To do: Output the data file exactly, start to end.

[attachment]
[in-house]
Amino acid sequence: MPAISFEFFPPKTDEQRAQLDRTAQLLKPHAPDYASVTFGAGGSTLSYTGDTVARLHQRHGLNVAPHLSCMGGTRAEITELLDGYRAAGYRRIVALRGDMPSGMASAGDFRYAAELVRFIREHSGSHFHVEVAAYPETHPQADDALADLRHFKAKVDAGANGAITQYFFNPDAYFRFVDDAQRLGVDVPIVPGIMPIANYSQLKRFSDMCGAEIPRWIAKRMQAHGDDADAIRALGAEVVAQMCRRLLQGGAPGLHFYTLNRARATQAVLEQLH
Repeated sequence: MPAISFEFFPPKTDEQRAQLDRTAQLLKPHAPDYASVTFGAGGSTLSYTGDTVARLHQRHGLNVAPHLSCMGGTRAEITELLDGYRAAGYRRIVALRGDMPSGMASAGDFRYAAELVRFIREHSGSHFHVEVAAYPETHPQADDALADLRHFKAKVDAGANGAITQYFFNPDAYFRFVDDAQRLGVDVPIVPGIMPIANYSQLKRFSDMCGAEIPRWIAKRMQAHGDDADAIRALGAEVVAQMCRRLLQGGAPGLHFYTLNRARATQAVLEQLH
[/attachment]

[in-house]
Amino acid sequence: MPAISFEFFPPKTDEQRAQLDRTAQLLKPHAPDYASVTFGAGGSTLSYTGDTVARLHQRHGLNVAPHLSCMGGTRAEITELLDGYRAAGYRRIVALRGDMPSGMASAGDFRYAAELVRFIREHSGSHFHVEVAAYPETHPQADDALADLRHFKAKVDAGANGAITQYFFNPDAYFRFVDDAQRLGVDVPIVPGIMPIANYSQLKRFSDMCGAEIPRWIAKRMQAHGDDADAIRALGAEVVAQMCRRLLQGGAPGLHFYTLNRARATQAVLEQLH
Repeated sequence: MPAISFEFFPPKTDEQRAQLDRTAQLLKPHAPDYASVTFGAGGSTLSYTGDTVARLHQRHGLNVAPHLSCMGGTRAEITELLDGYRAAGYRRIVALRGDMPSGMASAGDFRYAAELVRFIREHSGSHFHVEVAAYPETHPQADDALADLRHFKAKVDAGANGAITQYFFNPDAYFRFVDDAQRLGVDVPIVPGIMPIANYSQLKRFSDMCGAEIPRWIAKRMQAHGDDADAIRALGAEVVAQMCRRLLQGGAPGLHFYTLNRARATQAVLEQLH